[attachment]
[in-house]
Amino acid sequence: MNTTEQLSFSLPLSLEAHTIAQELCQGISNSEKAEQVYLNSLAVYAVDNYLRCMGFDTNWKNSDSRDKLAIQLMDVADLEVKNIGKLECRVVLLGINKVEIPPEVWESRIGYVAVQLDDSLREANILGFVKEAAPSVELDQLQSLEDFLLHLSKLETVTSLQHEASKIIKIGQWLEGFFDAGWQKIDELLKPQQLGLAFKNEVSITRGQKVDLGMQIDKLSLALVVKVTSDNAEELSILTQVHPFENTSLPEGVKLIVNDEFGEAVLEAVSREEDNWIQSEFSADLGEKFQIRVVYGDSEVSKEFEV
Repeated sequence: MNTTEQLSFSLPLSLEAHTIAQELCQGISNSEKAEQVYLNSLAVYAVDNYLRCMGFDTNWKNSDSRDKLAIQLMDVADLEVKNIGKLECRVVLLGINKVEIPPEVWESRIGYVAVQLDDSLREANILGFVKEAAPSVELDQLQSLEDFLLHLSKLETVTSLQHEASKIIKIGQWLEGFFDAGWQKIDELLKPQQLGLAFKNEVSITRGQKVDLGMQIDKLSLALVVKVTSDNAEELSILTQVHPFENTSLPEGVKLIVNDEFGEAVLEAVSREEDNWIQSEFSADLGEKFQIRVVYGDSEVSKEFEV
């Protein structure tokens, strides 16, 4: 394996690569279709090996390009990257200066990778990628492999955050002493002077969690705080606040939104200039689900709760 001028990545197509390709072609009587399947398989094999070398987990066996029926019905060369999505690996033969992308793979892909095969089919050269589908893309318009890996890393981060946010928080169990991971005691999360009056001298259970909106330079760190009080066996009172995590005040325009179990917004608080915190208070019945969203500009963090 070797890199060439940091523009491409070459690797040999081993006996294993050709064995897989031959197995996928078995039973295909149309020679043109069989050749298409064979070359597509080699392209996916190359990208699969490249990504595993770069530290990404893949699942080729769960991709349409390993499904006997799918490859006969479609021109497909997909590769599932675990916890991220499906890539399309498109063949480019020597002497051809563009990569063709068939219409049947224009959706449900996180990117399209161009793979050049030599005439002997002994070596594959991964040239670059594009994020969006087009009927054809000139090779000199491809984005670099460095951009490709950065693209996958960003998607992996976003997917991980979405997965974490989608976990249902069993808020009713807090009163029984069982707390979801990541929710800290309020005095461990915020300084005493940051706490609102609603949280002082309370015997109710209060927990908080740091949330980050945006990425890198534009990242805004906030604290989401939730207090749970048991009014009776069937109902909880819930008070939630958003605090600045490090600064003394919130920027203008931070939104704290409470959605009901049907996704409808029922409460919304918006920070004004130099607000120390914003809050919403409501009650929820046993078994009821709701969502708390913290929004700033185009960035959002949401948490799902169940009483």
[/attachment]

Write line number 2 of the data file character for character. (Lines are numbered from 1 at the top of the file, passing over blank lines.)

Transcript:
Amino acid sequence: MNTTEQLSFSLPLSLEAHTIAQELCQGISNSEKAEQVYLNSLAVYAVDNYLRCMGFDTNWKNSDSRDKLAIQLMDVADLEVKNIGKLECRVVLLGINKVEIPPEVWESRIGYVAVQLDDSLREANILGFVKEAAPSVELDQLQSLEDFLLHLSKLETVTSLQHEASKIIKIGQWLEGFFDAGWQKIDELLKPQQLGLAFKNEVSITRGQKVDLGMQIDKLSLALVVKVTSDNAEELSILTQVHPFENTSLPEGVKLIVNDEFGEAVLEAVSREEDNWIQSEFSADLGEKFQIRVVYGDSEVSKEFEV